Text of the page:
New Zealanders can count themselves blessed the economy has been performing a lot better than expected and have avoided the worst ravages of Covid-19.
Finance Minister Grant Robertson was fortunate in that respect when he delivered his fourth Budget yesterday, forecasting a return to surplus by 2027.
Certainly the economic picture is much rosier than it was this time last year when the predictions were for debt and deficits "as far as the eye can see", given the $62 billion ploughed into the response to Covid.
The stronger economic outlook – estimated at 2.9 per cent growth this fiscal year, compared to earlier estimates of 1.5 per cent – has allowed the Government to tip the scales further on the spending front than perhaps many had anticipated.
That's good news for beneficiaries now looking forward to a significant boost to their incomes.
Meanwhile, Robertson has still been able to tighten the timeline for debt repayment: New Zealand's Budget deficit is forecast to fall back sharply from $18.4b next year to $2.3b in the 2024/25 period.
There's plenty to be encouraged about that outlook and some market commentators are even suggesting it could be on pessimistic side. If so, that would put Labour in a strong position as it moves through its second term.
But charting a path out of the coronavirus pandemic still requires a realistic economic growth strategy, and that was difficult to point to in the wave of announcements released yesterday.
Robertson made the point that this year's Budget was still in the "shadow of Covid-19" and yet it appears many of the big choices were politically driven rather than recovery-led ones.
The business community was looking for a conservative Budget and that they got. But there was little in the way of policies or spending to stimulate economic growth, or incentives for innovation and entrepreneurship.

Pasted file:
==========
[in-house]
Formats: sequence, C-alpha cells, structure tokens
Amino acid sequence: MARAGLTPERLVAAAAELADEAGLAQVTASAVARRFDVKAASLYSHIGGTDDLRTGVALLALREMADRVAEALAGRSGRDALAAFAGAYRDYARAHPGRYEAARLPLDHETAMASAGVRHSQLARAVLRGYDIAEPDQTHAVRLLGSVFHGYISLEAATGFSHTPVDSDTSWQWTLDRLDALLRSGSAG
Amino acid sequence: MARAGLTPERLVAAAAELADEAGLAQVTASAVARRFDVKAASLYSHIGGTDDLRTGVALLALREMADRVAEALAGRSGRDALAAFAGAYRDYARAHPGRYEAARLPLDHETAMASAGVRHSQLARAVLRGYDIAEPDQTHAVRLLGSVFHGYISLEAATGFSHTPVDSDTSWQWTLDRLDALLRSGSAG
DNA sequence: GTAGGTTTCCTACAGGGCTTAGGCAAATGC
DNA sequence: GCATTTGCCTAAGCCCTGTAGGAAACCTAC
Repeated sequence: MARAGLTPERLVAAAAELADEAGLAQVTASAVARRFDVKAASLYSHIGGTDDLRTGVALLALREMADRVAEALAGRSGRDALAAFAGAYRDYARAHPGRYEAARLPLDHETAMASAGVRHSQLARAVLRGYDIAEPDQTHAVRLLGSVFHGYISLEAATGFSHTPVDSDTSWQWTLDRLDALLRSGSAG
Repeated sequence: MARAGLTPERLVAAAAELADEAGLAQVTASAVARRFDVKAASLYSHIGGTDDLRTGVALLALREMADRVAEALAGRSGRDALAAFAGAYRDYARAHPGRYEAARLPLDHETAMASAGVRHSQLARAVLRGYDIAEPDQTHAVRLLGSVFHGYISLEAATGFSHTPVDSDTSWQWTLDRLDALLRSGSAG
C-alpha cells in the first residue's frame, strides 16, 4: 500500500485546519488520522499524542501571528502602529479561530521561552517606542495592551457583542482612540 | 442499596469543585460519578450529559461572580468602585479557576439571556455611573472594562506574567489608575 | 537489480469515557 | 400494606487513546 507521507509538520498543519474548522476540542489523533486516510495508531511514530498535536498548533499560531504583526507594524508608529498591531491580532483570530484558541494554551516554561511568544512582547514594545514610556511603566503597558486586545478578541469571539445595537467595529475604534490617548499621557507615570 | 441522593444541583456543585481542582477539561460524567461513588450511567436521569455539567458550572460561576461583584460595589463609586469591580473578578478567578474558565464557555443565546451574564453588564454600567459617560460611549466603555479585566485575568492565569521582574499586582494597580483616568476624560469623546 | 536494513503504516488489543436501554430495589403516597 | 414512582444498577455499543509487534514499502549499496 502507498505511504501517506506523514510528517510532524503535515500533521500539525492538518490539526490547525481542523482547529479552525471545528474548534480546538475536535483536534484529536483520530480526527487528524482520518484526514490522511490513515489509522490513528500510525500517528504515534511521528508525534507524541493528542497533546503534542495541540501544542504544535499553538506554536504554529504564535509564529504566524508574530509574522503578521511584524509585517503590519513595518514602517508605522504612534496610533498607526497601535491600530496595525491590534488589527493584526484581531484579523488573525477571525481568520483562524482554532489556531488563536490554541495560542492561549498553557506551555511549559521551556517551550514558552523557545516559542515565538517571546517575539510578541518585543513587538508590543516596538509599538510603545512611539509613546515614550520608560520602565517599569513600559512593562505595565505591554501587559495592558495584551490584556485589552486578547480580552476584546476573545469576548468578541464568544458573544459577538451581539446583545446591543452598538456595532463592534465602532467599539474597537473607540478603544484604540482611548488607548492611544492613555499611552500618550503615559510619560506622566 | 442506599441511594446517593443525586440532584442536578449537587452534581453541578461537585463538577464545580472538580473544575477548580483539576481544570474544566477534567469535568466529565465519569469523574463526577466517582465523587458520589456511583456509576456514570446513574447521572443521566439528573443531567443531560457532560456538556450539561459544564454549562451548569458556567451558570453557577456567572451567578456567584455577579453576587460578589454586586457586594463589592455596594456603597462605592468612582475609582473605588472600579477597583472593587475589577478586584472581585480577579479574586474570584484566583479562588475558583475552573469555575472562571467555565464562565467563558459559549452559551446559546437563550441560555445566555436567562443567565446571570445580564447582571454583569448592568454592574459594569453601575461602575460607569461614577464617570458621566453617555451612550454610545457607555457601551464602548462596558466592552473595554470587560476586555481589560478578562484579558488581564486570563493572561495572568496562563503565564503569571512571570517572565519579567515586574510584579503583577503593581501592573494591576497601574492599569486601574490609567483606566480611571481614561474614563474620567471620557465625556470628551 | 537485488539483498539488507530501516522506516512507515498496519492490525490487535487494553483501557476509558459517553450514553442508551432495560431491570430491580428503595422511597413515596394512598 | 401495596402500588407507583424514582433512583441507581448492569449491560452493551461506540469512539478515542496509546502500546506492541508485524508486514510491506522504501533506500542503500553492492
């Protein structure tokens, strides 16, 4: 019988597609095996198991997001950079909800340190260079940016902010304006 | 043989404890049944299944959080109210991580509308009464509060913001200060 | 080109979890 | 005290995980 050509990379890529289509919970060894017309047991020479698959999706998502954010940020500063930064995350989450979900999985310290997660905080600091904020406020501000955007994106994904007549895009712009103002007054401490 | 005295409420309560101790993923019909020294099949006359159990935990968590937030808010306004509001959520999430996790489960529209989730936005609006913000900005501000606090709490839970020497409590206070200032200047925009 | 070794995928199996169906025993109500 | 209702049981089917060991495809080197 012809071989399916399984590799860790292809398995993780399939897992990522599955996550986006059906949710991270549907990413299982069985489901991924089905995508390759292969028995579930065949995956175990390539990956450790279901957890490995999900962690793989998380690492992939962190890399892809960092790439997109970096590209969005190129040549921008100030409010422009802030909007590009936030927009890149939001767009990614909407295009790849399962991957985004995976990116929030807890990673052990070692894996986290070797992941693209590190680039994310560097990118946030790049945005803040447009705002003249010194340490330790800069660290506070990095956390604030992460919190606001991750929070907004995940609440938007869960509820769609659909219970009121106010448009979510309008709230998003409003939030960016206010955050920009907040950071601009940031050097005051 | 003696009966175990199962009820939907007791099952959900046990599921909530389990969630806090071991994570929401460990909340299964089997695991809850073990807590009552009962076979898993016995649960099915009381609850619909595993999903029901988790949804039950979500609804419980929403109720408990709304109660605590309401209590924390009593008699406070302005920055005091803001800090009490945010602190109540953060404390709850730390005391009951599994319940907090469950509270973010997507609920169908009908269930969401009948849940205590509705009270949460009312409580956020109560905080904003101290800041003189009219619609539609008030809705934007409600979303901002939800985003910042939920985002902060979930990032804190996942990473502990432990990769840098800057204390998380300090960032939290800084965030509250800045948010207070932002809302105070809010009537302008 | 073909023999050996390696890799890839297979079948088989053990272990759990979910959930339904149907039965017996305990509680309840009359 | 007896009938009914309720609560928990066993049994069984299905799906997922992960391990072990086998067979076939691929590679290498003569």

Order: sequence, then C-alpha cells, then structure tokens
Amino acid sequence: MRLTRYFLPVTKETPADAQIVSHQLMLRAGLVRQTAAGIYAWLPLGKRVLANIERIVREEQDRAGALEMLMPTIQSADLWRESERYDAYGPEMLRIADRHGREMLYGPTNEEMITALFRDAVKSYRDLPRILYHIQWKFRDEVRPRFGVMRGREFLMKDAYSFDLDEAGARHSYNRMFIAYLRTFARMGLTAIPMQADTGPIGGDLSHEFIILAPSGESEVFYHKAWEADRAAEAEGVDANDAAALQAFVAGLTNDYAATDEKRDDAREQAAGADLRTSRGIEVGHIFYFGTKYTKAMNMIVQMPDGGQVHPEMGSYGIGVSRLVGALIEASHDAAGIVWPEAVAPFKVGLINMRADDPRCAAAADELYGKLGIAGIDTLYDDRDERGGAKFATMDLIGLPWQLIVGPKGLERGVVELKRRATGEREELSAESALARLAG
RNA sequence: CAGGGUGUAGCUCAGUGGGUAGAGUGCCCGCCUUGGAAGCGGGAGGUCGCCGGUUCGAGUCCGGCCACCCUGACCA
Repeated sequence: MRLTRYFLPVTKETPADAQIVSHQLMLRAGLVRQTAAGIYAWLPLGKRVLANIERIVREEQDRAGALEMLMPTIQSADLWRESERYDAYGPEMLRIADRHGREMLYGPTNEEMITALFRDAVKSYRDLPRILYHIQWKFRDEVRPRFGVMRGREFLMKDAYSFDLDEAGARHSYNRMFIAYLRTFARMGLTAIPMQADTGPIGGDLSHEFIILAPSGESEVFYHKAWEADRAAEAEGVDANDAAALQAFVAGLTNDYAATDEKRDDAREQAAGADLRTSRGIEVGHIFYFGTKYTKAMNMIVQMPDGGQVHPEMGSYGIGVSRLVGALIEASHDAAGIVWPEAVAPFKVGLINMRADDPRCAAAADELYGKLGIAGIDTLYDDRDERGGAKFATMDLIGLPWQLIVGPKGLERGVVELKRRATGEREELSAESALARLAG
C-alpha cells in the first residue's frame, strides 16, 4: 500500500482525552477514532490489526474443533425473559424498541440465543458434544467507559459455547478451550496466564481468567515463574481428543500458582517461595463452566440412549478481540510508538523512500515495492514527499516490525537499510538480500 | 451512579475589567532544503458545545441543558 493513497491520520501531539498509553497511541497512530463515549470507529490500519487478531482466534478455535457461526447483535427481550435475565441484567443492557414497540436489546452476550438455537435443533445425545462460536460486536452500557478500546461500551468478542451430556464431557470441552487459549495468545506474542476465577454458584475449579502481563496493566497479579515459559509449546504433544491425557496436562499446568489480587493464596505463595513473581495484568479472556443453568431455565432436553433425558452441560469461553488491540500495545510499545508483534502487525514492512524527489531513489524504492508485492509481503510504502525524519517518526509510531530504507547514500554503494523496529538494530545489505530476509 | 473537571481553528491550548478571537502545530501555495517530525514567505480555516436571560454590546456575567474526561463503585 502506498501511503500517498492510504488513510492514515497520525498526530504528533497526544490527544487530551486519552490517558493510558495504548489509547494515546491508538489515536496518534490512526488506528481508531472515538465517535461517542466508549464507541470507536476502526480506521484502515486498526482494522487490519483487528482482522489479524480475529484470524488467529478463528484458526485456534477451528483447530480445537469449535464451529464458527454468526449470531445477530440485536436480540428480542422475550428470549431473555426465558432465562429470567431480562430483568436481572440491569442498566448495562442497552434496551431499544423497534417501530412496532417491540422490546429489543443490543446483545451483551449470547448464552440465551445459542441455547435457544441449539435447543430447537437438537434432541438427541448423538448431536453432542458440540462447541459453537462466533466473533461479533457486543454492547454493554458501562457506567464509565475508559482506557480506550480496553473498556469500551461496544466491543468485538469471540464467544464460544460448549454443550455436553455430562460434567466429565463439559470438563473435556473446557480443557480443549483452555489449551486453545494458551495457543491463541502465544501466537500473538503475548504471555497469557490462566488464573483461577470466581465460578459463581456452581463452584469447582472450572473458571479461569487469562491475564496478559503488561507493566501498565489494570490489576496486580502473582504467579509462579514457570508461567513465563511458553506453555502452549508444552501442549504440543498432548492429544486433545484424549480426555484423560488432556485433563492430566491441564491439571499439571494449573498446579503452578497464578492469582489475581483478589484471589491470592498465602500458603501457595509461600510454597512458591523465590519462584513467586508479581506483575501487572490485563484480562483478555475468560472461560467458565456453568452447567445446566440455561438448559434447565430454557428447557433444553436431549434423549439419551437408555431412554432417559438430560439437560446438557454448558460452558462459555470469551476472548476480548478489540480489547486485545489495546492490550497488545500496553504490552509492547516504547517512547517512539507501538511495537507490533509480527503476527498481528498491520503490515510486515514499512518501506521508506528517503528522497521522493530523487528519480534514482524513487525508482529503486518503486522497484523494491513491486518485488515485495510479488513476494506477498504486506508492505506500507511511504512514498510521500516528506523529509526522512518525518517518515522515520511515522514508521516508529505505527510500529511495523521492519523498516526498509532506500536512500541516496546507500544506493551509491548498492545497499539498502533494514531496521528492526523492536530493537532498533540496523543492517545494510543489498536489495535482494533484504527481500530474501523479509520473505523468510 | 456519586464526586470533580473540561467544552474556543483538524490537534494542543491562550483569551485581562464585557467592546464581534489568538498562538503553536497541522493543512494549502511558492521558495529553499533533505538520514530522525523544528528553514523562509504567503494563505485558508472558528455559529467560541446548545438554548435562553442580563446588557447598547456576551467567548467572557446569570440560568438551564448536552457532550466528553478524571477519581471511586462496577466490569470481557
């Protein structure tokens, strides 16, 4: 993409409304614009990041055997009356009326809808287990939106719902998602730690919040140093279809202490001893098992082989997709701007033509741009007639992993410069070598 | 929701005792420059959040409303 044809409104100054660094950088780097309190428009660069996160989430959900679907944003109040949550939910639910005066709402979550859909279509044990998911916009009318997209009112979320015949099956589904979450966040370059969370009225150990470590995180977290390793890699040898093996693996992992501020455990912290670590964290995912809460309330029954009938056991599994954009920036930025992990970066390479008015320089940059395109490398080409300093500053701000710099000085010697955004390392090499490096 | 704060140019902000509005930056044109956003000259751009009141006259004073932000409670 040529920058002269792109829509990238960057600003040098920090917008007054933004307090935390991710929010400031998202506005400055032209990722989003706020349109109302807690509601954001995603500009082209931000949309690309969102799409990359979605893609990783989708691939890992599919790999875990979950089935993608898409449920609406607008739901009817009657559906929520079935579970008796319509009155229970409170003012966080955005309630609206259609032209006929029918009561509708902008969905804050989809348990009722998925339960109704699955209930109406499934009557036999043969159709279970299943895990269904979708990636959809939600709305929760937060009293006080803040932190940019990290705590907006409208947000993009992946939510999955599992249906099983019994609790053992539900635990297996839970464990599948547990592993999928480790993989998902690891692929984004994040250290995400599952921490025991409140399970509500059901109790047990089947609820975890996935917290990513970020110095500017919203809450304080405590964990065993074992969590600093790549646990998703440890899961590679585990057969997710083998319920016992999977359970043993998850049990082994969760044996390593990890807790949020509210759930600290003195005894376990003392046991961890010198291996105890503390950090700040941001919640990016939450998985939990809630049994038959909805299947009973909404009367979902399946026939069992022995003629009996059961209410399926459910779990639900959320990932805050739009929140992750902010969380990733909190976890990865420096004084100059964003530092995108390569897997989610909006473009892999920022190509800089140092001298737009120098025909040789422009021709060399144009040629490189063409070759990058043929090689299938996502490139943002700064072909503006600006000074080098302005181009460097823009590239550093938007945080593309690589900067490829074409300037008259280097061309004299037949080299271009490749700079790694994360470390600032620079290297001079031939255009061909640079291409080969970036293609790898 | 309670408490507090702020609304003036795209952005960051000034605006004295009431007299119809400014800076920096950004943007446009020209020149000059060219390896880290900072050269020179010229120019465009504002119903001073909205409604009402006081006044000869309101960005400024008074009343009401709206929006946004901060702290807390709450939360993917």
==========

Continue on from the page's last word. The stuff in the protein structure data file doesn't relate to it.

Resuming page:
Job creation, training and retraining schemes was not a focus of Budget 2021.
Capacity constraint is a big problem both in terms of the Government's infrastructure programme and for the private sector with businesses across all sectors finding quality staff incredibly hard to come by.
This is having a detrimental effect on the ability of companies – big and small – to maintain and implement growth plans.
Immigration and employment is still the main battleground for business.
Meanwhile, concerns are increasing about the level of inflation and interest rate risk starting to build around the globe.
Yesterday's Budget can be viewed as an inflationary one that will exacerbate those concerns, not just for over-mortgaged property owners but also small business owners fearful of rising interest rates.
For all that, New Zealand is in an enviable position relative to many other countries.
As ratings agency Moody's commented, our successful containment of Covid-19 has enabled a swift economic recovery.
"Overall, the outlook for narrower fiscal deficits will help to underpin New Zealand's fiscal position as one of the strongest among Aaa-rated sovereigns."
So far, we have avoided a nasty economic shock through a mix of good leadership, good fortune and a resilient, adaptable economy underpinned by the agriculture sector.
Budget 2021 may not please everyone, but there are still plenty of reasons for Kiwis to feel optimistic about the future.